Spring Consultation on Long-Range Academic Plans


Consultation on Long-Range Academic Plans 

During April of your sophomore year, plan to meet with your sophomore adviser or a faculty member to discuss a tentative program of study for your junior and senior years. This meeting is mandatory. There is also a consultation form that needs to be filled out and turned in to your residential college dean, but filling out the form is secondary to the primary goal of the meeting: taking stock of your academic objectives and reflecting on your progress as you work on a program of study for the rest of your undergraduate career.

After spring break, you will receive an e-mail message about this consultation and online access to a form to help you organize courses into a preliminary but coherent program of study. Selections should satisfy your intellectual interests and plans, the distributional requirements, and the requirements for your major. This planning process entails no formal commitment to particular academic choices and courses, but it is a critical element of sophomore year.

You may pick any faculty member for this consultation—your current sophomore adviser, a DUS, or another appropriate person. The point is to discuss your plans with a faculty member who is knowledgeable about your area of interest and with whom you can talk comfortably. The person you choose may or may not be your faculty adviser next year, because your adviser for junior and senior years is the DUS or a designated departmental representative.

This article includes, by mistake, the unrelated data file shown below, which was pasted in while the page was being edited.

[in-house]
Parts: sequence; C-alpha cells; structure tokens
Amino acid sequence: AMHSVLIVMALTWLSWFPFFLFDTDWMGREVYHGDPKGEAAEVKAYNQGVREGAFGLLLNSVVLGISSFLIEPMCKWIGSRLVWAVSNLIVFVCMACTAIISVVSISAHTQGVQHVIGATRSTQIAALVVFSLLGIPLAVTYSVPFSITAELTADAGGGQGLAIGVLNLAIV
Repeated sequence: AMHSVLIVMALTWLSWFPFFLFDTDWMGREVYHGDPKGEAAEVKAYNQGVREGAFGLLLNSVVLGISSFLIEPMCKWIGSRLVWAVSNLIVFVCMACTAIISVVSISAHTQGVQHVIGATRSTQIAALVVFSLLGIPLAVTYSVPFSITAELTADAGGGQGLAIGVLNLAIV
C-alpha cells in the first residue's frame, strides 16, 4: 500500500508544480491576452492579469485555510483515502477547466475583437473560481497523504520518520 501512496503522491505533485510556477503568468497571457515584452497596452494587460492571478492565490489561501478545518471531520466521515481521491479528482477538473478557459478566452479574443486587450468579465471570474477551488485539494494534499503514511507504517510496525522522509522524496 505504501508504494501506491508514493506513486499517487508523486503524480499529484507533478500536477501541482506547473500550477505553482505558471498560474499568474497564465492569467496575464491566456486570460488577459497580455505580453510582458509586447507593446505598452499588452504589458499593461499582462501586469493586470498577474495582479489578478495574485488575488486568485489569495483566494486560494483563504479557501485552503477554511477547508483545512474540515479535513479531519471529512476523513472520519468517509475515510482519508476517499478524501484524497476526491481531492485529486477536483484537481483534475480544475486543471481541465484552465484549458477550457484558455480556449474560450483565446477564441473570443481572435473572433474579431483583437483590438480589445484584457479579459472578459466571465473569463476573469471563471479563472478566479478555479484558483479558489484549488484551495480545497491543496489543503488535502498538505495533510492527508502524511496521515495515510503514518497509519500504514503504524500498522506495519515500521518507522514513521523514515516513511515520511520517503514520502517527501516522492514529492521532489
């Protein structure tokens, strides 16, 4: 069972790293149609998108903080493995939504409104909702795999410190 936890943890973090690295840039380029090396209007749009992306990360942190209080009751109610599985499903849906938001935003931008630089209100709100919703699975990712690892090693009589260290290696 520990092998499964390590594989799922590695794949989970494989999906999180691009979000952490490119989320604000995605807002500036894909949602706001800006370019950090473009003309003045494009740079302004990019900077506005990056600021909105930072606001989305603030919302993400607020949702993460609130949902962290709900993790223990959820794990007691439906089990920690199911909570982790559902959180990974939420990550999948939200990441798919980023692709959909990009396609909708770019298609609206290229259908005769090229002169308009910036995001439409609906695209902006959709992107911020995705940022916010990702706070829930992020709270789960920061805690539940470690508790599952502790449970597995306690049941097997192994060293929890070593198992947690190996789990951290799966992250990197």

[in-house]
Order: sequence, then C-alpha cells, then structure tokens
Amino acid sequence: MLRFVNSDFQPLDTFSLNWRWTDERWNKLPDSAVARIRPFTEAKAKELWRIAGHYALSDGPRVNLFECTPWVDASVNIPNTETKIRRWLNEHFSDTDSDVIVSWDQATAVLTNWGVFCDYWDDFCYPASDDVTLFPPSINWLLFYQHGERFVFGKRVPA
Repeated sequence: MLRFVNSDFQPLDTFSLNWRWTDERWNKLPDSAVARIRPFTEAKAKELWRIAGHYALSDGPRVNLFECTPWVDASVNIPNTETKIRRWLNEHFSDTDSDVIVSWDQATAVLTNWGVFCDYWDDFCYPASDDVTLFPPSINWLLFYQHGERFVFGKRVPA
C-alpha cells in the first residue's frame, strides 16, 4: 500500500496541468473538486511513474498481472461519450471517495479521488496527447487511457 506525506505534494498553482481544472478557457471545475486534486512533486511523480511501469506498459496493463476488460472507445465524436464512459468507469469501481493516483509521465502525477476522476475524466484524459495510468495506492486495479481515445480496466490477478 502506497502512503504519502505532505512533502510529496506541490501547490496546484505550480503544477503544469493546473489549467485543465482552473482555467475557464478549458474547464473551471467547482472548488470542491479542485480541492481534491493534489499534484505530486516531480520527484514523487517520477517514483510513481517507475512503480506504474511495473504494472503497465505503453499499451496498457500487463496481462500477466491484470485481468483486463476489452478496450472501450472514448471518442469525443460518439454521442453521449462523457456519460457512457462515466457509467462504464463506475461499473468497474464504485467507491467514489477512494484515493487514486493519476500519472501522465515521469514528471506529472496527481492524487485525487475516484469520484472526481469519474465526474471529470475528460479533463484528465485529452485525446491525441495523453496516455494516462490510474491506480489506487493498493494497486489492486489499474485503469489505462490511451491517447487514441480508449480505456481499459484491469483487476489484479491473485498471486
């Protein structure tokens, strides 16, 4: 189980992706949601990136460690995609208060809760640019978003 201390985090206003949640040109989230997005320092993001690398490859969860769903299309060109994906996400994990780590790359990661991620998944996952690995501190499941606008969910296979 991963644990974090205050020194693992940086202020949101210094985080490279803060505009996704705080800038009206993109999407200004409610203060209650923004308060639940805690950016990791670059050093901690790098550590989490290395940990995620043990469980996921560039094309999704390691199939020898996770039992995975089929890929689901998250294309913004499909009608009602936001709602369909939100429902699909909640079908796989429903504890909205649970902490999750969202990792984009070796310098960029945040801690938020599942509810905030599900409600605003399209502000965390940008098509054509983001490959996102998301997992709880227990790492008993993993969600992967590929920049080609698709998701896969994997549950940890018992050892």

Your residential college dean is always willing to help you choose an appropriate faculty adviser or to discuss your academic considerations and plans.

Your spring consultation with a faculty member should be both extensive and thoughtful, taking into account not only the courses you will probably take for your major, but also those outside it. Discussion of specific courses you might take as a junior or senior can help you clarify your intellectual interests.

Sophomore Advising Nights in the Residential Colleges

Each fall, generally in October or November (or, in some residential colleges, in the spring), each residential college dean organizes an event for sophomores to introduce them to the challenges and rewards peculiar to the sophomore year, and to help them begin focusing their thoughts on potential majors.  These Sophomore Advising Nights take as many different forms as there are colleges and reflect the different characters of each college and their master/dean leadership teams.

For information on your college’s Sophomore Advising Night, keep your eyes open for an announcement from your dean, or contact him or her directly.